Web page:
Apple’s iWatch and the Future of Wearable Computers

Anindya is a member of The Motley Fool Blog Network -- entries represent the personal opinion of the blogger and are not formally edited.

Apple (NASDAQ: AAPL) is developing an iOS-based wristwatch in its headquarters in Cupertino, California. A team of 100 people is working on the device, reports Bloomberg. The team includes employees from its marketing, software, and hardware units who had previously worked on the iPhone and iPad. The team’s size suggests that Apple is beyond the experimentation phase in its development.

“Like other breakthrough Apple products, its value will be underestimated at launch, and then grow to have a profound impact on our lives and Apple’s fortunes,” Bruce Tognazzini, a technology consultant and former Apple employee, wrote in a blog post.

Wearable Computers and iWatch: Latest Tech Revolution

The introduction of a wearable computing device may signal a new era for the tech industry. Apple’s debut of the iPhone in 2007 and iPad in 2010 created the market for touch-screen smartphones and tablet computers that have been followed by other tech companies.

Hon Hai Precision Industry Company (aka Foxconn), which assembles the iPhone, invested in startup WIMM Labs in 2001, which designed a watch with a screen, Wi-Fi, and Bluetooth. Apple had discussed the manufacturing details of an iWatch with the company. A Chinese gadget site, Tech.163, reported that the company had begun development of a watch featuring Bluetooth and a 1.5-inch display. Apple had also partnered with Intel to develop the wristwatch.

“Apple is already in the wearable space through its ecosystem partners that make accessories that connect to the iPhone,” said Sarah Rotman Epps, a Forrester analyst who specializes in wearable computing, adding, “This makes Apple potentially the biggest player of the wearables market in a sort of invisible way.”

How the iWatch Can Change the World for the Better?

You might be wondering how the iWatch can change the world for the better. It might not matter a lot right now, but it could in the future. If the iWatch becomes popular, it could do a lot to push the concept of wearable computing for consumers.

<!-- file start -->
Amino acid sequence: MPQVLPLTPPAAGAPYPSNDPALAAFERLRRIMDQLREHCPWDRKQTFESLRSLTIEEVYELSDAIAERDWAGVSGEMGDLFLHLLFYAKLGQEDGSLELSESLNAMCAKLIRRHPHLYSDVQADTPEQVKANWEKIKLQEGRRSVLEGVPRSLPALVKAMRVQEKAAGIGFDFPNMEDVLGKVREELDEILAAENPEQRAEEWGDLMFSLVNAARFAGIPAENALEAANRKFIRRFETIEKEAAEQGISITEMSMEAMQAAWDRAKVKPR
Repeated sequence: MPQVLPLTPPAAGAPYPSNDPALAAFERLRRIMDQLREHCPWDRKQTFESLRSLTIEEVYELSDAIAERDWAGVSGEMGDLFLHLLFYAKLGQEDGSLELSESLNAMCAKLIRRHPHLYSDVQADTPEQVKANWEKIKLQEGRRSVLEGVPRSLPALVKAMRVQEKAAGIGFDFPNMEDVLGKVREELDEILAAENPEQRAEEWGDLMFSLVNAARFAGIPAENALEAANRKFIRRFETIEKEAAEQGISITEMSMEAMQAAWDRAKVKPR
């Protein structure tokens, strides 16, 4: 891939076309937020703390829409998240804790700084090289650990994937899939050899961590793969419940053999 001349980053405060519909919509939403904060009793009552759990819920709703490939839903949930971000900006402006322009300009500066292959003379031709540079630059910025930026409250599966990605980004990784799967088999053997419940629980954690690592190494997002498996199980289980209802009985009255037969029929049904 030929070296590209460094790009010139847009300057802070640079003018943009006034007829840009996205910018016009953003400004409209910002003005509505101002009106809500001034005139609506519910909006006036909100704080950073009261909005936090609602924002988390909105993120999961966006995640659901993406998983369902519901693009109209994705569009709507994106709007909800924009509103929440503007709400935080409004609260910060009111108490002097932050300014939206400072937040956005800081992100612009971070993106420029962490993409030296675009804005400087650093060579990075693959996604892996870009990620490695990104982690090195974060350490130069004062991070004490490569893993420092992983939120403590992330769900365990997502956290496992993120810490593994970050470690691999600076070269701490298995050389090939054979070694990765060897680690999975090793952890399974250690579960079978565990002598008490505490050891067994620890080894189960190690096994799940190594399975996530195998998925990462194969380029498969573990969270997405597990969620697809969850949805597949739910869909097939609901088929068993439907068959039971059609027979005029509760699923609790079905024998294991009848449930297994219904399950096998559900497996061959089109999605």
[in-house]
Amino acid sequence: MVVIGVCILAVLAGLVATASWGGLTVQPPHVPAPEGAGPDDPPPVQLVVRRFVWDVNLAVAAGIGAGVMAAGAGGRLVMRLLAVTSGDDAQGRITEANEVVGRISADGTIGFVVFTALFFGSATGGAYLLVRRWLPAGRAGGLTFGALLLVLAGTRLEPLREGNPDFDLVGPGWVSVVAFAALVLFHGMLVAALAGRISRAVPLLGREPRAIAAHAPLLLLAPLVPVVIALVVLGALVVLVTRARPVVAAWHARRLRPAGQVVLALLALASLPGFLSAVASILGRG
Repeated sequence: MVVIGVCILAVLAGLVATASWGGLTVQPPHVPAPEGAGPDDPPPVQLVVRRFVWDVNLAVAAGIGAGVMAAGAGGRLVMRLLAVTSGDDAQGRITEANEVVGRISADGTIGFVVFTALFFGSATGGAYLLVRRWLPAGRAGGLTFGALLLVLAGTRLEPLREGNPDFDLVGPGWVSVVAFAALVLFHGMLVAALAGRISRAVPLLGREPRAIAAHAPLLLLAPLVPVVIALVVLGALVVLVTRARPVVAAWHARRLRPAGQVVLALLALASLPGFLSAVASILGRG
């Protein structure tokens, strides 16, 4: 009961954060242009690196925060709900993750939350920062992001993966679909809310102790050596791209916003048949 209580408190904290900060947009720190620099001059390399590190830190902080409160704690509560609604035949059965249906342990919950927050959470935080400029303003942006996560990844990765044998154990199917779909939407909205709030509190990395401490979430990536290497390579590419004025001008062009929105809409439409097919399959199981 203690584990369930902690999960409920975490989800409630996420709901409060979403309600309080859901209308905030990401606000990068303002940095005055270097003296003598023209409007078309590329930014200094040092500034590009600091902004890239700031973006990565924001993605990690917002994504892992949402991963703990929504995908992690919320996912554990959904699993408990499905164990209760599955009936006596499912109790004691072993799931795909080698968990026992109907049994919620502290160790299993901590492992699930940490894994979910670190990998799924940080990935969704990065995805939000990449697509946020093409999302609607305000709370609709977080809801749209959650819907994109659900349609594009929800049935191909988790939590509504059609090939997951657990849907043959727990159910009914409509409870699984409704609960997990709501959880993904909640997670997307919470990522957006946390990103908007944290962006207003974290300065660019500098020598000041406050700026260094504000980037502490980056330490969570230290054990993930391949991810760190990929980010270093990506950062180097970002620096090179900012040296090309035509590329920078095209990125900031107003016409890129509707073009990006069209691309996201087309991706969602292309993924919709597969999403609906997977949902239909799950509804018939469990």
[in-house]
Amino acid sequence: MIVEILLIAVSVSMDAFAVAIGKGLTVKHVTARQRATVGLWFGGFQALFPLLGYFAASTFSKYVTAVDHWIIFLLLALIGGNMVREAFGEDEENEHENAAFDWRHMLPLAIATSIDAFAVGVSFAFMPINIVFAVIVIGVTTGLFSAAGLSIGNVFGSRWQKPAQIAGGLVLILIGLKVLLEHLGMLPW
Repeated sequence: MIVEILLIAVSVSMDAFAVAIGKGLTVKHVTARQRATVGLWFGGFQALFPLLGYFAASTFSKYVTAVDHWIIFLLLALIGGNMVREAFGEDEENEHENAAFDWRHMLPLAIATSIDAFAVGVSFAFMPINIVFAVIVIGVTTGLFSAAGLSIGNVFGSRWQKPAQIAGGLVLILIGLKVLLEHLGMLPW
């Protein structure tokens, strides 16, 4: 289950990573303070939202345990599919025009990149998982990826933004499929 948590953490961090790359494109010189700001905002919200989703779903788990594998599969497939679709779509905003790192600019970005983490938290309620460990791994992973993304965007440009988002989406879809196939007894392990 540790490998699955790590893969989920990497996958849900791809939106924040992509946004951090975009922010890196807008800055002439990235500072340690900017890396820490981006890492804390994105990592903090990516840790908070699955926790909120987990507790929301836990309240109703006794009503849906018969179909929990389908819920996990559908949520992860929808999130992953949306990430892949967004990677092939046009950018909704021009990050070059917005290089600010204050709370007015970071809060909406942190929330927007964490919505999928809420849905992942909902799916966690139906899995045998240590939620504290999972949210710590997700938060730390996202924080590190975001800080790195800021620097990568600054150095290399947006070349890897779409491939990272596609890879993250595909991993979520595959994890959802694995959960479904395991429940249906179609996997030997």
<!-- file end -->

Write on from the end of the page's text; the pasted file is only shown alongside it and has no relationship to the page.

The iWatch could have an impact for consumers and businesses on the acceptance of wearable computing. This could make a lot of activities much easier for people, especially in brick-and-mortar stores. The iWatch could, as Nigam Arora writes for Forbes, remember all of our passwords and use an NFC chip “to help [you] pay for” anything in a quick and secure way. Imagine simply being able to wave your watch with NFC technology and paying for whatever product you ordered.

Glass That Bends the Rules of Manufacturing

Corning (NYSE: GLW), the maker of the ultra-tough Gorilla Glass that is used in the iPhone, announced last year that it had solved the difficult engineering challenge of creating bendable glass, called Willow Glass, that can flop as easily as a piece of paper in the wind without breaking.


Image: Corning’s Willow Glass can wrap around someone’s wrist

“You can certainly make it wrap around a cylindrical object and that could be someone’s wrist,” said Pete Bocko, chief technology officer of Corning. “Right now, if I tried to make something that looked like a watch, that could be done using this flexible glass,” he added. 

In the fourth quarter Apple’s revenue fell short of consensus forecast. In addition, iPhone sales also fell short of expectations, raising worries that the demand for the smartphone is fading. Also, the company's revenue outlook for the current quarter pointed to fading demand for iPhones.